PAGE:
Aloof, rouged and razor cheeked, a would-be heiress but instead reluctant makeshift Governess (Valerie Hobson) arrives at Clare estate to help run the show. Of course, what she’d rather do is be acknowledged as the right and proper family member she is, murder her infuriatingly conciliatory but guarded uncle, his gibbering son and make off with the brooding man in the outhouse brandishing a rifle (Stewart Granger).
Instead, she sighs, buttons up and resigns to marry her uncle’s toothy son so at least she can claim some lineage and acreage. What she doesn’t bank on though is the appeal of Granger’s overly effectual gypsy coal eyes peeping over the top of a bandanna, looking wistfully through the window as she embroiders and sighs some more. The throwing her forcefully against the stable walls versus bone-crushing daming duties element carries some force too, no doubt, in her decision to trust Granger to sew up a few loose ends so he can also claim his right to Clare and they can be together legitimately.
Hobson doesn’t have Margaret Lockwood’s perilously mischievous cute facial features, but there’s a more austere cunning between those eyes which makes this film a tad less inadvertently whimsical than some other real estate deadlock melodramas of the 1940s. The final courtroom scenes indulgently bring to the fore Granger’s plummy but hammy acting style but are most memorable for the Gothic costumes, lighting and composition, which is stunning.
This overly convoluted but nonetheless heavily similar melodrama to The Wicked Lady, precedes said film by two years and is lauded as the first melodrama from Gainsborough studios. As in The Wicked Lady, Margaret Lockwood stars as a greedy, eyes fixed firmly on the goal of grabbing the country manor, she-devil. Her aptitude for cunning is quite frankly wasted on the menial role of Governess, which James Mason intuits as he refuses her the role, deeming her unsuitable. Instead, he allows her to stay as lady’s companion to his wife, Phyllis Calvert. As in The Wicked Lady’s similar wifely role covered by Patricia Roc, Calvert represents rosy-cheeked duty, lack of drama and well-meaning naivete. Bless her.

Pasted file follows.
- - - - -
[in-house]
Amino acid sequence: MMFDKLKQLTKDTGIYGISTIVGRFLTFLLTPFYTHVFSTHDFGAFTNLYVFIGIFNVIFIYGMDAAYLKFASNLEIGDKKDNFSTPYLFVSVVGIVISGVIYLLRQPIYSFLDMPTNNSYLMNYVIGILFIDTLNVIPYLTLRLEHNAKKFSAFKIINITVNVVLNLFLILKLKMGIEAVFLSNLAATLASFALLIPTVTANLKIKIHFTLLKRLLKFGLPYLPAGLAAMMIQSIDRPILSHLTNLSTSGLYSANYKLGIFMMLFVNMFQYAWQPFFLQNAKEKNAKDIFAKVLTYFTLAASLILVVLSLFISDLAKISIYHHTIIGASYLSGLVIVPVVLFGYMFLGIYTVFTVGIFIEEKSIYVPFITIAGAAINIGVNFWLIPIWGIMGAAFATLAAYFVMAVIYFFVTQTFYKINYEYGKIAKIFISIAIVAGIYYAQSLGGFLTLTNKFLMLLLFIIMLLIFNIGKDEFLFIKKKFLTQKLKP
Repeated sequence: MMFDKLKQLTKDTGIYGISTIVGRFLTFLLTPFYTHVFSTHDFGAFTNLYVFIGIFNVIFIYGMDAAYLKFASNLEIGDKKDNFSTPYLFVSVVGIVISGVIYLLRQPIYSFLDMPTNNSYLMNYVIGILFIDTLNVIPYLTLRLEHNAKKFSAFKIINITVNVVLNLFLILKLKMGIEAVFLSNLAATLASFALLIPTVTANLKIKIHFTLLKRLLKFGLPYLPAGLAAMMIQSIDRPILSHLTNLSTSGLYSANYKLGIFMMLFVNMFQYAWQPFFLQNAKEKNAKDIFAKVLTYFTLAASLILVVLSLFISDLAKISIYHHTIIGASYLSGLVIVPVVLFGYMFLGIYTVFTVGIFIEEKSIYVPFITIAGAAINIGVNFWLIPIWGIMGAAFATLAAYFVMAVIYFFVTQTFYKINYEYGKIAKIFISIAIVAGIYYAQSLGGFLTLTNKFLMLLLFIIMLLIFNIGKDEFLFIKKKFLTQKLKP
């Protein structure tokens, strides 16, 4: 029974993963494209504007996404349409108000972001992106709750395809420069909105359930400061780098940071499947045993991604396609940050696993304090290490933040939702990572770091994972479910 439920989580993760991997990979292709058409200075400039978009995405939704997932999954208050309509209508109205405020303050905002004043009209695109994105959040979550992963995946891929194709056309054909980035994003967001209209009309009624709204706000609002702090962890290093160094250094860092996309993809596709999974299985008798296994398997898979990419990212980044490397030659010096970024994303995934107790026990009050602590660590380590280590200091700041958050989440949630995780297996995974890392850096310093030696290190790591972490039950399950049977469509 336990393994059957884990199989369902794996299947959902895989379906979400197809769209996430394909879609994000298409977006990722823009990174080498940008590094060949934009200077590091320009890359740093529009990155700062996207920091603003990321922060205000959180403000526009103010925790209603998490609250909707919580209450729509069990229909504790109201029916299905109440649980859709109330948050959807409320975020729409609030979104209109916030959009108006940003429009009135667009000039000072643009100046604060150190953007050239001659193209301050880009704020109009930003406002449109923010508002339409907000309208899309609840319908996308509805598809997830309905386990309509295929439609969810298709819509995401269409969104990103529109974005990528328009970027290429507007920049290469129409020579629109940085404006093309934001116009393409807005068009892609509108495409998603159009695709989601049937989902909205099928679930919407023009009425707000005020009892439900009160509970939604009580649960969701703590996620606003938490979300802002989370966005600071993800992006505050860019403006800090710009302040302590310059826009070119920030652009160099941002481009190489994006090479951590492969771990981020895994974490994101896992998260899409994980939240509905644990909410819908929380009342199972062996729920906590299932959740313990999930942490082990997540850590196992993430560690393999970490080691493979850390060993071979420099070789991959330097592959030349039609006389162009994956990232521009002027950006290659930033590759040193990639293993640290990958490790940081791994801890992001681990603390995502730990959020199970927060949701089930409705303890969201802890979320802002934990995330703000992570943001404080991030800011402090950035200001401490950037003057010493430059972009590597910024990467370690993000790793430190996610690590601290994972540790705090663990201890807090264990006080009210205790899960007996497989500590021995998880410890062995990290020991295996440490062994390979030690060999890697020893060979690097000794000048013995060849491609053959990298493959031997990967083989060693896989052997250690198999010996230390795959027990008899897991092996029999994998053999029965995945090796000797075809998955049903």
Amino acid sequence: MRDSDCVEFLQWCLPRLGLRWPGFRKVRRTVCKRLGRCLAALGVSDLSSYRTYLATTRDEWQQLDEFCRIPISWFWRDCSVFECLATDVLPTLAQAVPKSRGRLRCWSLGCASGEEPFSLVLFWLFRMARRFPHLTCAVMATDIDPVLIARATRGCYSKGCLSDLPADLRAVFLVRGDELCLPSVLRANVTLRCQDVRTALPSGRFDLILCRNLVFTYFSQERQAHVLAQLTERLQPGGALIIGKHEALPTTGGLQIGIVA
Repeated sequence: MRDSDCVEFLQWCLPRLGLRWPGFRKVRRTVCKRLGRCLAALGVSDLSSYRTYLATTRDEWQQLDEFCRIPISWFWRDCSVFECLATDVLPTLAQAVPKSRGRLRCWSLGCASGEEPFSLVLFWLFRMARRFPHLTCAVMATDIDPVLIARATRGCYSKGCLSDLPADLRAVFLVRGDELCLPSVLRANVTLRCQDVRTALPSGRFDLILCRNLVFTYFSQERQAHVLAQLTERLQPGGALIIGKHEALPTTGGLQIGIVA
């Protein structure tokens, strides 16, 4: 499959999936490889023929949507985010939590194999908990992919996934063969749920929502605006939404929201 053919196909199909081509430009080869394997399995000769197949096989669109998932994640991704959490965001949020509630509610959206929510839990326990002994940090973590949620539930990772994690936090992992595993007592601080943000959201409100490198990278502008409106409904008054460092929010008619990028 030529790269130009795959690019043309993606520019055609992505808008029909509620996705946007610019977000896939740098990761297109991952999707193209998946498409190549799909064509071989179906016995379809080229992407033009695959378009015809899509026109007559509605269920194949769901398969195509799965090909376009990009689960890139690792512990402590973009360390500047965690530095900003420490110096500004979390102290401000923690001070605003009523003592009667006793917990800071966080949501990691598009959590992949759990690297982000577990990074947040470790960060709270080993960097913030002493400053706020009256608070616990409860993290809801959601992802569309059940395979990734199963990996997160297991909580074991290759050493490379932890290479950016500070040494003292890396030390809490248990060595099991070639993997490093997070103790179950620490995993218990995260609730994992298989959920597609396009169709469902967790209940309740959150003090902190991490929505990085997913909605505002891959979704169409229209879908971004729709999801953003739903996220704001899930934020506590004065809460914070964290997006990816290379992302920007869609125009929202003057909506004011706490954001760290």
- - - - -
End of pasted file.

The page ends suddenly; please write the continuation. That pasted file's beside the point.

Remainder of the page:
Probably advisable not to dwell too much on the parallels between the two films as there are too many to mention. Instead, appreciate that the magic ingredient in The Man in Grey is Stewart Granger, providing light relief as a slightly more complex and human character than the dutifully devillish Mason and who is genuinely very funny (and slightly incongruously so) in his loveable goof stage performance as Othello. Actually, we don’t really know what to make of him. We know he’s both mercurial and untrustworthy but we have a hunch he’s OK and not necessarily devious, unlike Lockwood and Mason. Of course, as is the custom in 1943, any self-respecting, ambitiously transgressive brunette will get her comeuppance in the end and in this case, it’s Mason’s turn to get nasty with Lockwood, with worrying relish.